Thursday, October 27, 2011


B. africanus
There are two species of Oxpecker, the appropriately named Red-Billed (B. erythrorhynchus) and Yellow-Billed (B. africanus). Both are found throughout the open habitats of Sub-Saharan Africa, though the Red-Billed tends to live more on the eastern half of the Continent.

Oxpeckers are named after their primary activity- pecking parasites and dead skin off of various hoofed mammals. Buffalo, Rhinos, Impalas, Giraffes, and an several other species are living buffets for these colorful beaked birds. Domesticated livestock also benefit from the relationship.
B. erythrorhynchus on a Giraffe

Oxpeckers are astounding because they can eat as many as 400 adult ticks in a single day, and up to 150,000 in a year! They can also consume tens of thousands of larvae over the course of the day as well! Their large beaks allow them to eat bigger parasites, and to curb the spread of parasite-borne illnesses. The birds are even being reintroduced to areas where they were once locally extinct, because of the positive effects they can have on keeping things like Heartwater Disease away.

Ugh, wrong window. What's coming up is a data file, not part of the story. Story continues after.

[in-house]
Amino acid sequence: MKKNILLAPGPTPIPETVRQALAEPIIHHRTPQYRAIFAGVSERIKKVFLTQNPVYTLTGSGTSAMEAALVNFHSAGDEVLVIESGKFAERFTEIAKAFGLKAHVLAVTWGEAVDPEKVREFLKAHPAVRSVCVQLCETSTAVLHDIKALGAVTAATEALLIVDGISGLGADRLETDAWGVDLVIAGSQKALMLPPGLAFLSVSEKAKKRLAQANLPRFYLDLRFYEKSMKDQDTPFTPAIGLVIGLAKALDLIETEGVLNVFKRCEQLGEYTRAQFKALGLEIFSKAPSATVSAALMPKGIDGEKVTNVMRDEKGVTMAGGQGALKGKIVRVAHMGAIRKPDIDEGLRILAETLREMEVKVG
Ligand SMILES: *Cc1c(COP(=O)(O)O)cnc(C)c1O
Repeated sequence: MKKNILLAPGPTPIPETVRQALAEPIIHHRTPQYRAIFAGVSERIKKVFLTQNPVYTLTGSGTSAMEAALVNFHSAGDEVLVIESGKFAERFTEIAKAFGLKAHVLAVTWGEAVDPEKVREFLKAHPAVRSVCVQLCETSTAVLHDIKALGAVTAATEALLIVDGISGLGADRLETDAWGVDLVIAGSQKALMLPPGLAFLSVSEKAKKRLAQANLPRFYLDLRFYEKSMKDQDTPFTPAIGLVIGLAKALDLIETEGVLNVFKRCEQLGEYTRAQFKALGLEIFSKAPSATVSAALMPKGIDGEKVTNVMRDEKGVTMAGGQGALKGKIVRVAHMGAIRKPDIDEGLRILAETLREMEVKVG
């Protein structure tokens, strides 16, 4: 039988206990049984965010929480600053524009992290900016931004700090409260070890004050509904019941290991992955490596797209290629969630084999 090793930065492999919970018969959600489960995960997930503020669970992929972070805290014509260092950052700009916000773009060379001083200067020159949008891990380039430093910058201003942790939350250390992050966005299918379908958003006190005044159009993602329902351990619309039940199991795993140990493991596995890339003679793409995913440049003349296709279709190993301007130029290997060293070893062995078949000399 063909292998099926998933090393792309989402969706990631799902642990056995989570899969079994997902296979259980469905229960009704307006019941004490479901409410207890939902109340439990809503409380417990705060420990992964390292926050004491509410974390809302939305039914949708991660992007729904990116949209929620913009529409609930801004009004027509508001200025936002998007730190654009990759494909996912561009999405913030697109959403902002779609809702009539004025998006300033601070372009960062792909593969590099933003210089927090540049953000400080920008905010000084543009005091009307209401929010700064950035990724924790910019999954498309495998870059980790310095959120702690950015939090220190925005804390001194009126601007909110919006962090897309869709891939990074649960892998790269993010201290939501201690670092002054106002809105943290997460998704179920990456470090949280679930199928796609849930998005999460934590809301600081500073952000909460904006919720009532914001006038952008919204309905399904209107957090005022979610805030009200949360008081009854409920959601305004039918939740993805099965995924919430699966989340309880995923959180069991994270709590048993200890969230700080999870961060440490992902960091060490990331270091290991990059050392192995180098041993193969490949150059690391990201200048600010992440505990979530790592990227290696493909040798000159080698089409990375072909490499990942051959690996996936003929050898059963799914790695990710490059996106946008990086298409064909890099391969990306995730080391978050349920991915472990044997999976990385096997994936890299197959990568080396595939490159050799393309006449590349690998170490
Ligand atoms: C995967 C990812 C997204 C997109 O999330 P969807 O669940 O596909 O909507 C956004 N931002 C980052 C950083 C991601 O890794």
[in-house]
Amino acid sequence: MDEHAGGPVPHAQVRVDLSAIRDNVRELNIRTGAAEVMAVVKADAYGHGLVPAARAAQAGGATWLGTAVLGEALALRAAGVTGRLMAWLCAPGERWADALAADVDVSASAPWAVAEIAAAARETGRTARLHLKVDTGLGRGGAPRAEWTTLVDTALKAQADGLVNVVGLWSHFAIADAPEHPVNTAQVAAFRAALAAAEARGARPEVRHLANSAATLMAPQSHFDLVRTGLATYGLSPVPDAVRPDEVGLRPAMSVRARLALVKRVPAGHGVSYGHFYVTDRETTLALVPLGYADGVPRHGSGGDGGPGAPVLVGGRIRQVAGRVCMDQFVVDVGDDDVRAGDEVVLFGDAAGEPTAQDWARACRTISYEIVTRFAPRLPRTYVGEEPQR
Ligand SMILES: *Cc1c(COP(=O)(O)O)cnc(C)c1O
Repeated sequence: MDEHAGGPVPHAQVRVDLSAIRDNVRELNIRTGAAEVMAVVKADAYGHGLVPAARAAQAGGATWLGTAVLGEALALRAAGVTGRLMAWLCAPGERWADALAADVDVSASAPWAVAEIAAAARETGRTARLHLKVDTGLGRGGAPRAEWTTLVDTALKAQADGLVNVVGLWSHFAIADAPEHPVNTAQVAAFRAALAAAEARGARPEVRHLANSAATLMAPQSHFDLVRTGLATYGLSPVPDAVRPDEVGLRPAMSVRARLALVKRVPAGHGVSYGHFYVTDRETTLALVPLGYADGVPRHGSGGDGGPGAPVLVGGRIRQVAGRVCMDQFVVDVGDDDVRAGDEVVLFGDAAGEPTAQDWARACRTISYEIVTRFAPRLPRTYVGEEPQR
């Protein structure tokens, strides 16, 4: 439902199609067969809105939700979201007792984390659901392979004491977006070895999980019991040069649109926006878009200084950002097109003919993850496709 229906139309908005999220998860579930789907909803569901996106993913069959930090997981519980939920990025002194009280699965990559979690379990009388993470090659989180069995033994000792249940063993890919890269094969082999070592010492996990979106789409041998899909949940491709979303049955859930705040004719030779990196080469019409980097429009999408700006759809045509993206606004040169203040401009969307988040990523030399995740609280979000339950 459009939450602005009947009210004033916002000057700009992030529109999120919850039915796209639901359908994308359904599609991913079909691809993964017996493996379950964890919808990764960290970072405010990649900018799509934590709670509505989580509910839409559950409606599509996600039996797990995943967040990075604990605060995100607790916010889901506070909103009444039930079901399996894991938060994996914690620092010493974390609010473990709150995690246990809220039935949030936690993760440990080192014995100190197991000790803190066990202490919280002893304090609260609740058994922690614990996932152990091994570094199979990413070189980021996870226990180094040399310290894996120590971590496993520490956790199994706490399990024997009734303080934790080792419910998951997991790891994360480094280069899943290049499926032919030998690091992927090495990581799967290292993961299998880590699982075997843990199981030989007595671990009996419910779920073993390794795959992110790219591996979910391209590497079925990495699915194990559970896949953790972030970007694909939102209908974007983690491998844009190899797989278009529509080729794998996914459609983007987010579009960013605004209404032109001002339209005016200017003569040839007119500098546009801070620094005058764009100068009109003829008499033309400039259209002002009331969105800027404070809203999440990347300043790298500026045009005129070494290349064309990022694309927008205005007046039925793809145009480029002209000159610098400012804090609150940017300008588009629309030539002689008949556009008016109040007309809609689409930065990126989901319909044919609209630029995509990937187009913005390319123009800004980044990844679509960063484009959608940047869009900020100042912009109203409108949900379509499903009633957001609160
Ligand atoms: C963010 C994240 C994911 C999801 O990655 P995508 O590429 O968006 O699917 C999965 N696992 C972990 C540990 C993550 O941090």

Both species of Oxpecker are gregarious, and they typically breed during the  rainy season. Nests are built in tree cavities and lined with vegetation. 2-5 eggs are laid at a time.

IUCN Status : Least Concern
Location : Sub-Saharan Africa
Size : Length up to 8in (21cm)
Classification : Phylum : Chordata -- Class : Aves -- Order : Passeriformes
Family : Buphagidae -- Genus : Buphagus

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